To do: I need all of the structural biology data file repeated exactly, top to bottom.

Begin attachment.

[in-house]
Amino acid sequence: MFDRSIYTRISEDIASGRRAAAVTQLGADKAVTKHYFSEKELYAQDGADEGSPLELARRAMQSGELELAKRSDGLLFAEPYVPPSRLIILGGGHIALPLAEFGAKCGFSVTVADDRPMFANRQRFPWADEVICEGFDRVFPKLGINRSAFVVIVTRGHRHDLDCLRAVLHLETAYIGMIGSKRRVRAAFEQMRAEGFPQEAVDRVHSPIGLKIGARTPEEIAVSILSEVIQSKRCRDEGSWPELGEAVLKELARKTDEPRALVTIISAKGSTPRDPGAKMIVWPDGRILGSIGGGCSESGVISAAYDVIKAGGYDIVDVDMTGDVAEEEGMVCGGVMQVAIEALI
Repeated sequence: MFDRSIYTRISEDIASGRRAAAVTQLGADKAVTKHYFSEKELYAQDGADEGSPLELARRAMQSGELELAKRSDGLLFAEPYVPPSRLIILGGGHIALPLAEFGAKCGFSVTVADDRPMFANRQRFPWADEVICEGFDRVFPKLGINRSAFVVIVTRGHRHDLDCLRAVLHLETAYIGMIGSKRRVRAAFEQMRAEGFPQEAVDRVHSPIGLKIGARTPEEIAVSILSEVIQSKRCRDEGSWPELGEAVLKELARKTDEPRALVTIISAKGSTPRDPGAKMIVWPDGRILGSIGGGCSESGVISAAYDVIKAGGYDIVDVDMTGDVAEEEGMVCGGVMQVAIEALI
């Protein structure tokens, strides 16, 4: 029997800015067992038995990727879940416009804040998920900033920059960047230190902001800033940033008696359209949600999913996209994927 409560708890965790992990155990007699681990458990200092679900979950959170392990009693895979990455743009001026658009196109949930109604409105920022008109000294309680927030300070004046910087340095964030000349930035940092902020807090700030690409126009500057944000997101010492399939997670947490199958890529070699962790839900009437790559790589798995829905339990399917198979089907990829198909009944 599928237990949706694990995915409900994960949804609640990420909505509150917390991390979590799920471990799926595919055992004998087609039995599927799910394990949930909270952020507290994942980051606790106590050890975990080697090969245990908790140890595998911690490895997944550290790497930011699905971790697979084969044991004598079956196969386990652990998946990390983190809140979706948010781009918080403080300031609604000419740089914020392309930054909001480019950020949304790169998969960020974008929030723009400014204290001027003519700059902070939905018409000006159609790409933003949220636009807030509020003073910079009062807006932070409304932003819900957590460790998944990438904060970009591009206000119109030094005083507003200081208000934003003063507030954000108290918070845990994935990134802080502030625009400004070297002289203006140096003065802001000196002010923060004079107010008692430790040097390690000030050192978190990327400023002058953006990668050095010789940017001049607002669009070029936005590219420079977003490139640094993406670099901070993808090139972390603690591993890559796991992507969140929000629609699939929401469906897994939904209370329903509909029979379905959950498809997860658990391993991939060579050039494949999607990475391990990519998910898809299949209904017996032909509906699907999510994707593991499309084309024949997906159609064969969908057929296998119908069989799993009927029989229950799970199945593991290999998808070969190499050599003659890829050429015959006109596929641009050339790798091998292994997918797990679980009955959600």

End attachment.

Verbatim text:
[in-house]
Amino acid sequence: MFDRSIYTRISEDIASGRRAAAVTQLGADKAVTKHYFSEKELYAQDGADEGSPLELARRAMQSGELELAKRSDGLLFAEPYVPPSRLIILGGGHIALPLAEFGAKCGFSVTVADDRPMFANRQRFPWADEVICEGFDRVFPKLGINRSAFVVIVTRGHRHDLDCLRAVLHLETAYIGMIGSKRRVRAAFEQMRAEGFPQEAVDRVHSPIGLKIGARTPEEIAVSILSEVIQSKRCRDEGSWPELGEAVLKELARKTDEPRALVTIISAKGSTPRDPGAKMIVWPDGRILGSIGGGCSESGVISAAYDVIKAGGYDIVDVDMTGDVAEEEGMVCGGVMQVAIEALI
Repeated sequence: MFDRSIYTRISEDIASGRRAAAVTQLGADKAVTKHYFSEKELYAQDGADEGSPLELARRAMQSGELELAKRSDGLLFAEPYVPPSRLIILGGGHIALPLAEFGAKCGFSVTVADDRPMFANRQRFPWADEVICEGFDRVFPKLGINRSAFVVIVTRGHRHDLDCLRAVLHLETAYIGMIGSKRRVRAAFEQMRAEGFPQEAVDRVHSPIGLKIGARTPEEIAVSILSEVIQSKRCRDEGSWPELGEAVLKELARKTDEPRALVTIISAKGSTPRDPGAKMIVWPDGRILGSIGGGCSESGVISAAYDVIKAGGYDIVDVDMTGDVAEEEGMVCGGVMQVAIEALI
């Protein structure tokens, strides 16, 4: 029997800015067992038995990727879940416009804040998920900033920059960047230190902001800033940033008696359209949600999913996209994927 409560708890965790992990155990007699681990458990200092679900979950959170392990009693895979990455743009001026658009196109949930109604409105920022008109000294309680927030300070004046910087340095964030000349930035940092902020807090700030690409126009500057944000997101010492399939997670947490199958890529070699962790839900009437790559790589798995829905339990399917198979089907990829198909009944 599928237990949706694990995915409900994960949804609640990420909505509150917390991390979590799920471990799926595919055992004998087609039995599927799910394990949930909270952020507290994942980051606790106590050890975990080697090969245990908790140890595998911690490895997944550290790497930011699905971790697979084969044991004598079956196969386990652990998946990390983190809140979706948010781009918080403080300031609604000419740089914020392309930054909001480019950020949304790169998969960020974008929030723009400014204290001027003519700059902070939905018409000006159609790409933003949220636009807030509020003073910079009062807006932070409304932003819900957590460790998944990438904060970009591009206000119109030094005083507003200081208000934003003063507030954000108290918070845990994935990134802080502030625009400004070297002289203006140096003065802001000196002010923060004079107010008692430790040097390690000030050192978190990327400023002058953006990668050095010789940017001049607002669009070029936005590219420079977003490139640094993406670099901070993808090139972390603690591993890559796991992507969140929000629609699939929401469906897994939904209370329903509909029979379905959950498809997860658990391993991939060579050039494949999607990475391990990519998910898809299949209904017996032909509906699907999510994707593991499309084309024949997906159609064969969908057929296998119908069989799993009927029989229950799970199945593991290999998808070969190499050599003659890829050429015959006109596929641009050339790798091998292994997918797990679980009955959600």